Forced corruption

Remember. The problem is not corruption or greed. The problem is the system. It forces you to be corrupt.

This line is a quote from Slavoj Zizek’s speech at Occupy Wall Street.  I will not try and wade into the larger conversation about this movement (see here for frequent updates).  I want simply to focus on this line.  For me this line is a stumbling block; and I believe stumbling block is precisely the correct term.  I continue to believe in autonomous morality.  I continue to believe that it is possible for each individual to make a morally valid decision in real life circumstances.  I believe this despite the fact that I know it is not true.  And so I come to a stumbling block, an offense.

I sat with this line as I visited a man from my neighbourhood.  Our church is not exactly a hot spot for those seeking material support though we get our share of traffic.  The process is almost always the same.  There is prefacing story which sets the person both in morally acceptable or pitiable conditions.  This often includes acknowledging some religious conviction, some desire to work, and some immediate pressing need.  I will then wait for the second half of the conversation in which the person will move inevitably towards his (almost exclusively a male) best shot at getting something out of the exchange.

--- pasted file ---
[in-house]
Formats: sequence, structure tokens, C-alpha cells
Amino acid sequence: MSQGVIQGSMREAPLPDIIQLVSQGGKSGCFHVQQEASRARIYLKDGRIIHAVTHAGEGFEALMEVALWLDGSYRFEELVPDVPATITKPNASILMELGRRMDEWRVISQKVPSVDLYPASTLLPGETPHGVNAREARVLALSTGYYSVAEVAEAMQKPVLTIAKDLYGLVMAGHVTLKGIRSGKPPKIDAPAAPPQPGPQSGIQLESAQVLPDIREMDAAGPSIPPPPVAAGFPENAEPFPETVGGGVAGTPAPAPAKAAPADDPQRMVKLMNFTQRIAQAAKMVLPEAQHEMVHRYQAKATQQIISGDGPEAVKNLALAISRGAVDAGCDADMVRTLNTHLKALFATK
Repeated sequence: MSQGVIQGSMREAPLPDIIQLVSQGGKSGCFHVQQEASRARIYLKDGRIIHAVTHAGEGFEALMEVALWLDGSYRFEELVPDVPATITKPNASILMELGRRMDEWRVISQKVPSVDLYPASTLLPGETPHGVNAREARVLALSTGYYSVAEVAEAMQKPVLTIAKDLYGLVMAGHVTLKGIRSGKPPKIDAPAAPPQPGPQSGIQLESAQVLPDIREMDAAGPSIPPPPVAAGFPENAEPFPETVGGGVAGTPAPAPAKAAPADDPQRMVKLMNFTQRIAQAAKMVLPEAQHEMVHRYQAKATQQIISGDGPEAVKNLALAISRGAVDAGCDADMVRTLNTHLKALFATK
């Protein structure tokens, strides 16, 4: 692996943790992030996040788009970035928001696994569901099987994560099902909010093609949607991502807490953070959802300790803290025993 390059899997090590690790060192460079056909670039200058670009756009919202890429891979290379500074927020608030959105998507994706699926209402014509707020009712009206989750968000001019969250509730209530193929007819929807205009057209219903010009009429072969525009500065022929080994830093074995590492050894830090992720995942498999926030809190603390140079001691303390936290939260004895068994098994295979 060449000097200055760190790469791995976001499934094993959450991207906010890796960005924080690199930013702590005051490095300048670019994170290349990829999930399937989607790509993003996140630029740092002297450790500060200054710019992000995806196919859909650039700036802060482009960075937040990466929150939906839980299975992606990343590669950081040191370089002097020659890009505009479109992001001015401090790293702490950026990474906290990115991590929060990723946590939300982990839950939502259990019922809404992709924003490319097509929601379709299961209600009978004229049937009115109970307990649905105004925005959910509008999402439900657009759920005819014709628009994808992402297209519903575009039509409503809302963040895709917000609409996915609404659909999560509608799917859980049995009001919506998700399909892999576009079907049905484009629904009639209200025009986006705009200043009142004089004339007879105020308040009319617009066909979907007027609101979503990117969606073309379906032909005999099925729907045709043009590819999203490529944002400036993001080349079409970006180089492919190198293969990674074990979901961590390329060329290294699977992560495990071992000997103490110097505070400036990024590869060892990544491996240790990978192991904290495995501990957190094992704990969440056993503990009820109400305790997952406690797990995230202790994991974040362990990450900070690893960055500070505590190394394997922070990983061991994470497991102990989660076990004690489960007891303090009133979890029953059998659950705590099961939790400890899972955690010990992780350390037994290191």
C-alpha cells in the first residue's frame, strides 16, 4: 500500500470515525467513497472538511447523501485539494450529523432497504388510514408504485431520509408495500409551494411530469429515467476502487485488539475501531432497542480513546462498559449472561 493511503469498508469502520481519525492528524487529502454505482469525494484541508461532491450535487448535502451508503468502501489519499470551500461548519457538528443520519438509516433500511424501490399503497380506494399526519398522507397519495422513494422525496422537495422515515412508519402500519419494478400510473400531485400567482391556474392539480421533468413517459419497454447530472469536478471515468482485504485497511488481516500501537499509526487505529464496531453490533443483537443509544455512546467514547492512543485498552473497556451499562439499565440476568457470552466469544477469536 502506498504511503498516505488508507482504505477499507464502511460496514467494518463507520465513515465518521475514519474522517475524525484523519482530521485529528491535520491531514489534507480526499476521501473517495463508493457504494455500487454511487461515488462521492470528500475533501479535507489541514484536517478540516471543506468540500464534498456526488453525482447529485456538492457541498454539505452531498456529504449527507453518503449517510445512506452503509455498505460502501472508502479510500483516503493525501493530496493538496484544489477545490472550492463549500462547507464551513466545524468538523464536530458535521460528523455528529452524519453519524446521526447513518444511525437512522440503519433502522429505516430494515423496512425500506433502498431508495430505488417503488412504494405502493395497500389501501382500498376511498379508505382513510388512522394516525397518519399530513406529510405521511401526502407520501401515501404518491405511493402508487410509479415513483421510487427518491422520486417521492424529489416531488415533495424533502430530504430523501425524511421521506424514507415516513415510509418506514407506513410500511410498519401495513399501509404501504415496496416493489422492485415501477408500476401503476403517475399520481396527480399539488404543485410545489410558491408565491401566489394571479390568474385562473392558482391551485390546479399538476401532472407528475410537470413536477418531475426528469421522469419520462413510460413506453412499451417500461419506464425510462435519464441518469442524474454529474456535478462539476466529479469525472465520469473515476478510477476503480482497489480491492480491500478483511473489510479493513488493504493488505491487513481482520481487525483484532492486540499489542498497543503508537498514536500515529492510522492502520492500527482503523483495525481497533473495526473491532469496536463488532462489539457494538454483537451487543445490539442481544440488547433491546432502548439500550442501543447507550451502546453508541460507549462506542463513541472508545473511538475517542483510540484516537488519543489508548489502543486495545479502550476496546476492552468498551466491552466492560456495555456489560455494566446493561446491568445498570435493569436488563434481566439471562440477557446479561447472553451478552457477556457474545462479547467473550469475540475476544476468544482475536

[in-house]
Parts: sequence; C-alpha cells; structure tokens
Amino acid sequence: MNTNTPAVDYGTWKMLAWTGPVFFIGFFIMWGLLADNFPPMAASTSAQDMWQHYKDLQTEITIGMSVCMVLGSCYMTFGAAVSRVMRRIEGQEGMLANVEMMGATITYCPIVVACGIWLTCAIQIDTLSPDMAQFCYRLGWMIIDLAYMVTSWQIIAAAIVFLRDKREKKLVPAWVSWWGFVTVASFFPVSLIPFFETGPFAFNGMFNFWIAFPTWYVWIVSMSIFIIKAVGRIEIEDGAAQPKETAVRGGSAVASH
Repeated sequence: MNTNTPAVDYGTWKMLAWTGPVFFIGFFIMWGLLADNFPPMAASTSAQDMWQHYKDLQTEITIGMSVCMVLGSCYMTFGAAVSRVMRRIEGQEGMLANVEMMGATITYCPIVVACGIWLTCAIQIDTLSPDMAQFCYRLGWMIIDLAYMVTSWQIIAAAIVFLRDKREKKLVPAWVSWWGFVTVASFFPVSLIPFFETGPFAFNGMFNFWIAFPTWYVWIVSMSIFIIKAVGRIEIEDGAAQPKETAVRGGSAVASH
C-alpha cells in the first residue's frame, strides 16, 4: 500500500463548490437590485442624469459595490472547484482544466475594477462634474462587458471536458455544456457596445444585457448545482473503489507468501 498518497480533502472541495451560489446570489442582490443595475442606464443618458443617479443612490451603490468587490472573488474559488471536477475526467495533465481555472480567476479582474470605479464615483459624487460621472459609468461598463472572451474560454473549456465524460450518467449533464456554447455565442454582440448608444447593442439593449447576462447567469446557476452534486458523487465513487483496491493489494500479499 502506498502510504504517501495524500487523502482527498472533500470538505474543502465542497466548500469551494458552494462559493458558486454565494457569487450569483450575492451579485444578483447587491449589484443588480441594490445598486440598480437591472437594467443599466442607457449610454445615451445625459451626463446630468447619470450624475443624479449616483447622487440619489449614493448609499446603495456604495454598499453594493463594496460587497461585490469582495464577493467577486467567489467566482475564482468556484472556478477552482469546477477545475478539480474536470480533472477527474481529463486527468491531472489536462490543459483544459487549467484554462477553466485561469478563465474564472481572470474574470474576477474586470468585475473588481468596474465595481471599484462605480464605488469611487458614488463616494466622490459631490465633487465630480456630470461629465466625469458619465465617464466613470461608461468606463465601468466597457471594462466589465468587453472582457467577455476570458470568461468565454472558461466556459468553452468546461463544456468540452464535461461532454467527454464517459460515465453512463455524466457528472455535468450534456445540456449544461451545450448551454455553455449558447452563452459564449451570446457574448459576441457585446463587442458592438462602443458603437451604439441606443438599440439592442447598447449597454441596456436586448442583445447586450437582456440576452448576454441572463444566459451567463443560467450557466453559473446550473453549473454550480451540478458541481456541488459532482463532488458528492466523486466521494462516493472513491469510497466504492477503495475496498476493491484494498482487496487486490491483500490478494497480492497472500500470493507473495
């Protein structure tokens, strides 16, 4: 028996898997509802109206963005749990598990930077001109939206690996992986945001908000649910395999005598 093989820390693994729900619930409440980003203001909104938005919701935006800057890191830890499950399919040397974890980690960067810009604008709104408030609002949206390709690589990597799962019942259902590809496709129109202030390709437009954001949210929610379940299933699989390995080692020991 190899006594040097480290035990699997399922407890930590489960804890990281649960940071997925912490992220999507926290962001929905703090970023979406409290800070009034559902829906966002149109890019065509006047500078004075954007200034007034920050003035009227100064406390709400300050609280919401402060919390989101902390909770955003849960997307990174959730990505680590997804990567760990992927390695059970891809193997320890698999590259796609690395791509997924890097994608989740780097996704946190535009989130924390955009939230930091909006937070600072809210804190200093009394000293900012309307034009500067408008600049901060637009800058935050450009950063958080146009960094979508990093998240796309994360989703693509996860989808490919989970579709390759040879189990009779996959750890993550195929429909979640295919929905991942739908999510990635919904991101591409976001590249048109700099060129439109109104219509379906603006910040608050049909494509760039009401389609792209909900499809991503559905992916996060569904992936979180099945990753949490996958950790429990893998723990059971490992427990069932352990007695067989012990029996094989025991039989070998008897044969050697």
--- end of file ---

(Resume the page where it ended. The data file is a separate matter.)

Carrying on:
And there I sit, Solomon on his throne, judging how best to suggest sawing his child in half to reveal true motivations.  I stand as the face and gate-keeper of what should be the symbol of consuming charity.  Now to be sure charity is not paternalism but why does paternalism exist in the context of giving charitably?  Still one must learn to be responsible, correct?  To the extent that responsiblity lies in the realm of economics I will continue to be corrupt in my engagement with those in need.  To the extent that responsbility is integrated into a relational fabric there may be a chance to level out life experiences.  Current capitalist economics demands a responsibility based on severed points of accountability.  It demands I take care of my house.  And this is where existentialism remains important in conversations about social systems.  One must ultimately be converted into a larger house; a house that still has rooms and boundaries but a house that also has a larger and expanding commons.  The church in North America, by and large, cannot offer a commons to those who seek it.  And until then I may be forced to remain corrupt.


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